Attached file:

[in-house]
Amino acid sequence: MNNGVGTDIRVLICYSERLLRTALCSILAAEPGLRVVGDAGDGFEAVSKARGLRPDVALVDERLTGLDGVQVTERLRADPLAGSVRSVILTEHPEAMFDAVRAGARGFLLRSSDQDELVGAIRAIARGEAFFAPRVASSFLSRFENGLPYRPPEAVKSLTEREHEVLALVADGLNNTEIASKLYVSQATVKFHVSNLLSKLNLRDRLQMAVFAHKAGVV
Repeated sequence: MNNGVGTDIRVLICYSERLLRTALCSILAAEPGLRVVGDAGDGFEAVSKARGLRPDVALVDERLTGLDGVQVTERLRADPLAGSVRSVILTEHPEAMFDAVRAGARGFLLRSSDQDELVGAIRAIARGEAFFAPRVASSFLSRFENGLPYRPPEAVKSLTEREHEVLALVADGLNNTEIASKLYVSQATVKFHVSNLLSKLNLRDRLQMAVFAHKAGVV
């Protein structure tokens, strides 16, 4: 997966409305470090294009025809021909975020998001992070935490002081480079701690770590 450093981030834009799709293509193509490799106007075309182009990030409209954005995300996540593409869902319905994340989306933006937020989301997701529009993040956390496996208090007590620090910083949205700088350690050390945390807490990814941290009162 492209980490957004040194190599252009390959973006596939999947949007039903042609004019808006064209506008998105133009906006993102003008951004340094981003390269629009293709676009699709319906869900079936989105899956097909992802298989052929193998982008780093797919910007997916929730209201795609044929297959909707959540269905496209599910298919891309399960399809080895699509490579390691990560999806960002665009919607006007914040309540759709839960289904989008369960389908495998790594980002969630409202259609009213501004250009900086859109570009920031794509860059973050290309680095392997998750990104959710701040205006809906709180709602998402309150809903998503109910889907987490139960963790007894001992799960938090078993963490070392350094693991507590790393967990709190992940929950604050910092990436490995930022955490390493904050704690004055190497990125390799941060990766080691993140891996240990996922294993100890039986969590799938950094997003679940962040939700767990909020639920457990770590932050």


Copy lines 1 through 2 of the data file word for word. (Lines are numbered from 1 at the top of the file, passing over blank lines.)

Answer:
[in-house]
Amino acid sequence: MNNGVGTDIRVLICYSERLLRTALCSILAAEPGLRVVGDAGDGFEAVSKARGLRPDVALVDERLTGLDGVQVTERLRADPLAGSVRSVILTEHPEAMFDAVRAGARGFLLRSSDQDELVGAIRAIARGEAFFAPRVASSFLSRFENGLPYRPPEAVKSLTEREHEVLALVADGLNNTEIASKLYVSQATVKFHVSNLLSKLNLRDRLQMAVFAHKAGVV